The bride was visibly alarmed when four men in white hazmat suits interrupted her wedding and charged over to a guest, shouting, "He needs to be disinfected immediately!" They exited with the guest in tow -- and took him straight to a bar, where a group of friends waited.
The wedding was real, but the intervention was a stunt for Andes beer by Buenos Aires agency Del Campo Nazca Saatchi & Saatchi. The idea was that life is full of unavoidable social commitments from which beer drinkers need to be rescued so they can hang out in bars and drink with buddies.
But didn't they ruin the bride's big day?
"Yeah, a little bit, but then we went in and said, "This is for Andes beer and it's a joke,' and in the end it was funny for everyone," said Maxi Itzkoff. He and his creative partner, Mariano Serkin, are the Del Campo executive creative directors behind "The Great Escape" campaign.
It all started with a teaser spot inviting people who needed rescue from a mandatory social event to go to the Facebook page of Andes, a local beer owned by Anheuser-Busch InBev. They selected a rescue team -- firefighters, the hazmat squad, a magician or environmental activists -- and entered the time, place and details of the event they wanted to flee.
The agency combed through about 1,000 submissions to choose the 24 that would be filmed, one per evening, on consecutive Thursday, Friday and Saturday nights for two months. Many were weeded out because the entrant didn't have a genuine event.
Next, the agency researched everything -- from ensuring that cameras could be hidden at the venue to verifying that no one with serious health problems would be present. That was particularly important at a golden wedding anniversary the rescue team crashed.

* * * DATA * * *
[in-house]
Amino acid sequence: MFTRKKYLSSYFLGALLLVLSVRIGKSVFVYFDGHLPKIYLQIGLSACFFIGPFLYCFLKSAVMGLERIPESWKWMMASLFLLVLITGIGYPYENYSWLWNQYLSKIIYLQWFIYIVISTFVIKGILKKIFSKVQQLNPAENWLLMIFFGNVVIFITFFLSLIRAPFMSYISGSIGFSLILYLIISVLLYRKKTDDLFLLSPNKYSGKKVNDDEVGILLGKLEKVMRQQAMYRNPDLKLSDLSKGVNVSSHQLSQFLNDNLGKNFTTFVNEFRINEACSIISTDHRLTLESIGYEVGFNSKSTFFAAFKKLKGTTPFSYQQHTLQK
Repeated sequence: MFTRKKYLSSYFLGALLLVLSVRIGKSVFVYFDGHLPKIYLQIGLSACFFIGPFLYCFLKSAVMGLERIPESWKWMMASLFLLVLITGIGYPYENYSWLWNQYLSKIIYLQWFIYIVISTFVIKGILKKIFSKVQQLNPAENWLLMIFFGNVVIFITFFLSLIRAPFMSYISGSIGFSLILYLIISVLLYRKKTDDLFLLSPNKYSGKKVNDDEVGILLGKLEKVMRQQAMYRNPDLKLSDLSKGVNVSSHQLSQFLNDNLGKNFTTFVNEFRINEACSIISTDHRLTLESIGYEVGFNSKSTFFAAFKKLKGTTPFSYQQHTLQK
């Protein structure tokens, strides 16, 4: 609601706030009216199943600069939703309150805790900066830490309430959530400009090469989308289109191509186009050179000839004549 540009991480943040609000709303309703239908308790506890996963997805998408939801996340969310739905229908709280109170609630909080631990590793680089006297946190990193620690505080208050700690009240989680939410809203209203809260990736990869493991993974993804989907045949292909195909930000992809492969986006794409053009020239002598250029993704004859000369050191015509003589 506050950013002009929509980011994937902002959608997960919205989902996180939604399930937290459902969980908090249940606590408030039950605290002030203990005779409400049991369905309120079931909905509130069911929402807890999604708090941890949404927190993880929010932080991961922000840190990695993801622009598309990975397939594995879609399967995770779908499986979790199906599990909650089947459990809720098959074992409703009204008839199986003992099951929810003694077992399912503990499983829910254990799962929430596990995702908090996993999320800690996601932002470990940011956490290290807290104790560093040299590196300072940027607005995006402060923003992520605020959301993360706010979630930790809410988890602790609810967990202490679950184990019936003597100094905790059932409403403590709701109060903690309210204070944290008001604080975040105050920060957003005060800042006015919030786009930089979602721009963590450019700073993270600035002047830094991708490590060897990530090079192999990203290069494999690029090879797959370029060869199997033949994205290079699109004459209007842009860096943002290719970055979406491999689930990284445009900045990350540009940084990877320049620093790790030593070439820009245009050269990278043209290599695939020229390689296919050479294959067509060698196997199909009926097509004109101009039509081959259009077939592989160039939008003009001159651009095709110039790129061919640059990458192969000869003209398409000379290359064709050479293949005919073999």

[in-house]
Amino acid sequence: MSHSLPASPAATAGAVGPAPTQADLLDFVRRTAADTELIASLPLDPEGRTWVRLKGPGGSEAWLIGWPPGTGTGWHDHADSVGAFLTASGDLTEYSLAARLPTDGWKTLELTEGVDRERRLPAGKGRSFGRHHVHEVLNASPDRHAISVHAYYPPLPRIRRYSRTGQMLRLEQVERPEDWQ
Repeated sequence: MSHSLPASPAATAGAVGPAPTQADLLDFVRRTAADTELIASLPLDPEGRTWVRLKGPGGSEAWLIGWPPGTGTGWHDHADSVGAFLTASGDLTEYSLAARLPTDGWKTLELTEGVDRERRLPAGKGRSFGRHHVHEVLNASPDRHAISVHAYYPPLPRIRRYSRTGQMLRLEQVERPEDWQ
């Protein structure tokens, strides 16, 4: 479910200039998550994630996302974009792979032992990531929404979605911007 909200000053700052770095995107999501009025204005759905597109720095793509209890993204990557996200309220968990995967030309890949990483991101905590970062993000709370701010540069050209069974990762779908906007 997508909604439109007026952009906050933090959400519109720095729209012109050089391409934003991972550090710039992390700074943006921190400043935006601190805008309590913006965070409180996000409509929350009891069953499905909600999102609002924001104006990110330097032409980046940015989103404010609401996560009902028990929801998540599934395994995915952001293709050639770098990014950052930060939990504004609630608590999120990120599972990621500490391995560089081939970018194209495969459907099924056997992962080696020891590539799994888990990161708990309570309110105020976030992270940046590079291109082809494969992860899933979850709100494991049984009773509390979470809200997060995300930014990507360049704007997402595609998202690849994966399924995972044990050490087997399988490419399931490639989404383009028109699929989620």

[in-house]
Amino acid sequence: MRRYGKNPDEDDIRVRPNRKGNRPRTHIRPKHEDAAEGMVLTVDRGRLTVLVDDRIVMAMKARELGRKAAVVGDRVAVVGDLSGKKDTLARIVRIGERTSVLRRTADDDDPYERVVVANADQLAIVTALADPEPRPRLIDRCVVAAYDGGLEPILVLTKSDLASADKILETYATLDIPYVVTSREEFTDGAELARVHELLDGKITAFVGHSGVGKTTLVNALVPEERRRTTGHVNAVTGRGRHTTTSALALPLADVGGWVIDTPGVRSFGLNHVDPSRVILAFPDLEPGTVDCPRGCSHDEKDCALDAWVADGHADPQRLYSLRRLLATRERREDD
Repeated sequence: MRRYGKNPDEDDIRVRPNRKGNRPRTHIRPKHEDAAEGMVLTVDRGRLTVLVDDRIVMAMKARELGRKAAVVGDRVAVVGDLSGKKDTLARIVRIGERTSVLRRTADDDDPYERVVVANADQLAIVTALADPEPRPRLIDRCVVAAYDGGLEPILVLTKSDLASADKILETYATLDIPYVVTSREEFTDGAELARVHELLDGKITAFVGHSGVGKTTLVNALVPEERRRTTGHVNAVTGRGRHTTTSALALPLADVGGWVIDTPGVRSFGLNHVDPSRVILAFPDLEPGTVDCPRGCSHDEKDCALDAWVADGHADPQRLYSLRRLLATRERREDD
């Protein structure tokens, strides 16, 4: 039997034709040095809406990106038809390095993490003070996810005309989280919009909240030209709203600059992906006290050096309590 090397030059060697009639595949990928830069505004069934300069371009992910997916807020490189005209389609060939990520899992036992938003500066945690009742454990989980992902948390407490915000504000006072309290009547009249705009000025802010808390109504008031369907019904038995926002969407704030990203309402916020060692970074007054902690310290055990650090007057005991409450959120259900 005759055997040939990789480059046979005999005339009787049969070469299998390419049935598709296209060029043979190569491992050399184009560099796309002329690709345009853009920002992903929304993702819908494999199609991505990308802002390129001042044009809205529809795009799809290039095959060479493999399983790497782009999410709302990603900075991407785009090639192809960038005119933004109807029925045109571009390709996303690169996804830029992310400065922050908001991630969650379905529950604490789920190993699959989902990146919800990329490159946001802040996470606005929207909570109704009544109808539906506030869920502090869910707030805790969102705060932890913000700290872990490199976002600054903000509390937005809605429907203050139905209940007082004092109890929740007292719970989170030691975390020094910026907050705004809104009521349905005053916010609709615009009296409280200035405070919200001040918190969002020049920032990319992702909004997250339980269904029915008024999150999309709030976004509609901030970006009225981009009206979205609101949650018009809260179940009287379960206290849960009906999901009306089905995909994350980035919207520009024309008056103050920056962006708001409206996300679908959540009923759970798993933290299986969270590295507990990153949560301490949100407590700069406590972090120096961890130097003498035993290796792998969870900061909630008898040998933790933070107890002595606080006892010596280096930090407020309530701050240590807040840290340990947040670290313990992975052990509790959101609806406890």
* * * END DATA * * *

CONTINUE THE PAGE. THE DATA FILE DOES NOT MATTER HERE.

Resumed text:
Each intervention was filmed using four cameras; some hidden and others carried by people posing as guests. After being edited, four ran as TV commercials and more were posted on Andes' site. What they didn't show was what came next -- the producer revealed it was all a joke and got everyone to sign release forms.
Mr. Itzkoff and Mr. Serkin's two favorites are the wedding and the rescue of a guy from his cousin's dance recital.
For that one, four firefighters burst into the theater and shouted at the audience member: "Your house is on fire and we can't break your door down; you'll have to come with us." They sprang him from the recital, taking him in a fire engine to a bar where another group of friends were waiting.
The pair are under pressure to dream up ever-crazier stunts. The first one, two years ago, was Andes Teletransporter -- a soundproof booth in a bar that guys could enter to call their wives and girlfriends and pretend, with the help of sound effects, to be somewhere else.
Last year's Andes Friend Recovery let a guy hang out virtually with his pals at a bar by controlling a video-conferencing robot from his computer while at home with his girlfriend.
The Andes stunts are such big winners on the international awards-show circuit that few realize all the action happens in the relatively small city and province of Mendoza. Argentina's fourth-largest city, Mendoza has about 110,000 residents -- and fewer than a million in the greater metropolitan area -- but Andes Teletransporter garnered 6.5 million views on YouTube, and people from more than 40 countries got in touch to ask how to get a Teletransporter of their own (there was only one, taken from bar to bar in Mendoza to stage the stunt).
The trouble with clients, Mr. Itzkoff said, is that when a campaign is successful "they want to do exactly the same thing next year."
When he and his partner explained "The Great Escape" idea, a horrified Andes told them "no way." The creative duo eventually sold the idea and started sending in the rescue squads to crash family events. Mr. Itzkoff said they have just presented their latest -- presumably even wackier -- idea for the next campaign, but Andes hasn't approved it yet.
"We're fighting with them," he said. "They really hate the idea."